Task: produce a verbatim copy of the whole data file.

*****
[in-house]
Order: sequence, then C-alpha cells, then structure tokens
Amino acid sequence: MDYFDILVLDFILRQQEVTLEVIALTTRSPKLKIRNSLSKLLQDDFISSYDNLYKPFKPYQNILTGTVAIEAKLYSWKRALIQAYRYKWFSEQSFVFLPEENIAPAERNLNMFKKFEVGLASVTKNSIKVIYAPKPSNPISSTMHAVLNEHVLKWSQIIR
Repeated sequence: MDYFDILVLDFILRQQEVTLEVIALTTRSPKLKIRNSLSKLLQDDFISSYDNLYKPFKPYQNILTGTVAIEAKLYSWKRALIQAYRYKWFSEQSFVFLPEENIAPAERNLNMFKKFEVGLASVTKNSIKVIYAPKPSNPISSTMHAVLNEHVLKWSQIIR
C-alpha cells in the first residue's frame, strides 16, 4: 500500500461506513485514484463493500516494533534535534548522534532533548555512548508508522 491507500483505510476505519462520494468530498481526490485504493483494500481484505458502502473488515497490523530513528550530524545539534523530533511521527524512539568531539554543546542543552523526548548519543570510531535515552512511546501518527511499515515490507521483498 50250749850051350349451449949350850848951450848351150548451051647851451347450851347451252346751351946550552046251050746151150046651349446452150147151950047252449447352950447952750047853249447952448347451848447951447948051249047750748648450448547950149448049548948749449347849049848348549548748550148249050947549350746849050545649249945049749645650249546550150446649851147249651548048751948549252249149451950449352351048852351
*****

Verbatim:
[in-house]
Order: sequence, then C-alpha cells, then structure tokens
Amino acid sequence: MDYFDILVLDFILRQQEVTLEVIALTTRSPKLKIRNSLSKLLQDDFISSYDNLYKPFKPYQNILTGTVAIEAKLYSWKRALIQAYRYKWFSEQSFVFLPEENIAPAERNLNMFKKFEVGLASVTKNSIKVIYAPKPSNPISSTMHAVLNEHVLKWSQIIR
Repeated sequence: MDYFDILVLDFILRQQEVTLEVIALTTRSPKLKIRNSLSKLLQDDFISSYDNLYKPFKPYQNILTGTVAIEAKLYSWKRALIQAYRYKWFSEQSFVFLPEENIAPAERNLNMFKKFEVGLASVTKNSIKVIYAPKPSNPISSTMHAVLNEHVLKWSQIIR
C-alpha cells in the first residue's frame, strides 16, 4: 500500500461506513485514484463493500516494533534535534548522534532533548555512548508508522 491507500483505510476505519462520494468530498481526490485504493483494500481484505458502502473488515497490523530513528550530524545539534523530533511521527524512539568531539554543546542543552523526548548519543570510531535515552512511546501518527511499515515490507521483498 50250749850051350349451449949350850848951450848351150548451051647851451347450851347451252346751351946550552046251050746151150046651349446452150147151950047252449447352950447952750047853249447952448347451848447951447948051249047750748648450448547950149448049548948749449347849049848348549548748550148249050947549350746849050545649249945049749645650249546550150446649851147249651548048751948549252249149451950449352351048852351